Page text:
Blacks More Pessimistic Than Whites About Economic Opportunities

by Jeffrey M. Jones

Majority of blacks, Hispanics favor major government role to assist minorities

GALLUP NEWS SERVICE

PRINCETON, NJ -- The latest update of Gallup's annual poll on minority rights and relations shows that blacks continue to be decidedly more pessimistic than whites about whether blacks have equal opportunities in education, housing, and especially jobs. Overall, Americans tend to believe blacks have achieved equality of opportunity in these areas, but only a bare majority of blacks think this applies in terms of education and housing, and most blacks say they do not have the same chances that whites do to get any kind of job for which they are qualified. The public is divided on how much of a role the government should play in helping minorities improve their social and economic positions, with whites tending to favor a minor role and blacks and Hispanics wanting a major government role.

These results are based on Gallup's annual Minority Rights and Relations poll, conducted June 9-30. This poll includes larger samples of blacks and Hispanics allowing for an in-depth look at minority opinion on race relations in the United States.

Blacks More Pessimistic Than Optimistic About Job Opportunities

Generally speaking, Americans believe that blacks have as good a chance as whites do to get any kind of job for which they are qualified; 72% hold this view, while 26% say blacks don't have as good a chance. Gallup first asked this question in 1963, at which time two separate readings showed only about 4 in 10 Americans believing blacks had equal job opportunities as whites.

While both whites (77%) and Hispanics (69%) believe that blacks have equal job opportunities, blacks generally do not endorse this view. Just 41% of blacks say they have the same job opportunities that whites do, while 57% say they do not.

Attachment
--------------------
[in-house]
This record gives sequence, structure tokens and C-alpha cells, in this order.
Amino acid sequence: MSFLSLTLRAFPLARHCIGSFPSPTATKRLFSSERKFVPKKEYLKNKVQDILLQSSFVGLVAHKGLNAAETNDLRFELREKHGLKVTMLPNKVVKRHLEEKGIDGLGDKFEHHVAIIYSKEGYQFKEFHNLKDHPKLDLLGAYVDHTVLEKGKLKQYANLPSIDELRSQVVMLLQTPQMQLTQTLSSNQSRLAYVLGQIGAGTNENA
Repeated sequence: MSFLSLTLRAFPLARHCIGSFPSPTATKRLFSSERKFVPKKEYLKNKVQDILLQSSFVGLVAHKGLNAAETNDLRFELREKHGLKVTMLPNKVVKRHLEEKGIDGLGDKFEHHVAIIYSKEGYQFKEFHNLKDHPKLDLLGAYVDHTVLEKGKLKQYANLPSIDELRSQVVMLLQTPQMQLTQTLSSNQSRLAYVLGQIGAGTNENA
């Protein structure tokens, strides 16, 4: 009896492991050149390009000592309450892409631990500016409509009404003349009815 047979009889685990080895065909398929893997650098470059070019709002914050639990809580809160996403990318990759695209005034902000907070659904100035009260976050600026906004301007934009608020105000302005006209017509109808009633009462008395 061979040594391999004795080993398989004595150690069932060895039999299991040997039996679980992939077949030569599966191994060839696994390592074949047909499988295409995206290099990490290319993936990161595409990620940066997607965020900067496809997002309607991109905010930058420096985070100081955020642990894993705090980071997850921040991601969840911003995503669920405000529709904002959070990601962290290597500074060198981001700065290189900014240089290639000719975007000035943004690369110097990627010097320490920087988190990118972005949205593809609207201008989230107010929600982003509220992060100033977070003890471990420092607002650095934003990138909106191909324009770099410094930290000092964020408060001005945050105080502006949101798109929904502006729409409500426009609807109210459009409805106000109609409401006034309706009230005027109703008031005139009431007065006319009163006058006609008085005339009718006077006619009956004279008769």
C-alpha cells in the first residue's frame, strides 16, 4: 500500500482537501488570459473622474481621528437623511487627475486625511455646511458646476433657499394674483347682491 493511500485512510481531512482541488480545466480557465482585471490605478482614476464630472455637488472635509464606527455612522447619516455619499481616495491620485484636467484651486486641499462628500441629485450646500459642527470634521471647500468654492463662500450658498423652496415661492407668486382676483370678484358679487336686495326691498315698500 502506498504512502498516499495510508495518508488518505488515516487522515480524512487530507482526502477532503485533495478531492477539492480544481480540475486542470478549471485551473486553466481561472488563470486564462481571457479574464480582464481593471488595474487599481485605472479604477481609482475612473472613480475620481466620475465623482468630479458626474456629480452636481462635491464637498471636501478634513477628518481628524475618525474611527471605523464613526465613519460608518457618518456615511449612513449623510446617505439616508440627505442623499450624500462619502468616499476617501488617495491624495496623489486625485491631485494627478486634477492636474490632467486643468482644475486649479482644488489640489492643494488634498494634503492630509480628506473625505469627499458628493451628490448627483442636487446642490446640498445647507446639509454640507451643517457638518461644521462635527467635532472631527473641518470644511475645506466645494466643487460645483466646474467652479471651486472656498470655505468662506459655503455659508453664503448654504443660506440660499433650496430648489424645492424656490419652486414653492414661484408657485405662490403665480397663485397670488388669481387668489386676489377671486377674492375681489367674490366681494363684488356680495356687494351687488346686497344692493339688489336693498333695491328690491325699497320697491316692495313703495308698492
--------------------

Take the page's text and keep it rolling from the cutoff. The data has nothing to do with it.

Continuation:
Blacks' views on this matter have become slightly more pessimistic in recent years. In October 1995, shortly after the Million Man March, a majority of blacks felt they had equal job opportunities. That declined slightly to 46% in an early 1997 poll, and by 1999 had dropped back to the current level of about 4 in 10. Even so, the current level is more positive than it was in the 1960s and 1970s, and about where it was in 1989 to 1991.

Over time, whites' views of blacks' job opportunities have generally become more positive. The 77% who currently believe blacks have equal job opportunities is high by historical standards but slightly lower than it was in 1998, when 82% of whites believed blacks had equal job opportunities.

Educational and Housing Opportunities

Americans, including blacks, are more positive in their assessments of blacks' opportunities in education and housing than they are about blacks' job opportunities. Eighty percent of U.S. adults say black children in their local communities have as good a chance as white children do to get a good education, while just 19% believe they do not have as good a chance. Again, whites (86%) and Hispanics (77%) are much more likely to hold this view than are blacks (51%), but a majority of blacks still agree.

Nevertheless, blacks have grown increasingly pessimistic about educational opportunities for black children in recent years. The 51% rating is among the lowest Gallup has measured, and is about where it was during the early stages of the civil rights movement -- in 1962, 53% of blacks held this view. As recently as 1997, more than 6 in 10 blacks said black children had as good educational opportunities as white children had. The decline was first evident in 1999, before showing a further drop in 2001; opinion has stabilized since.

Meanwhile, whites' views on educational opportunities for black children have remained relatively stable; since the question was first asked in 1962, about 8 in 10 have said that blacks have as good a chance as whites. The current level is one of the highest Gallup has measured for whites on this question.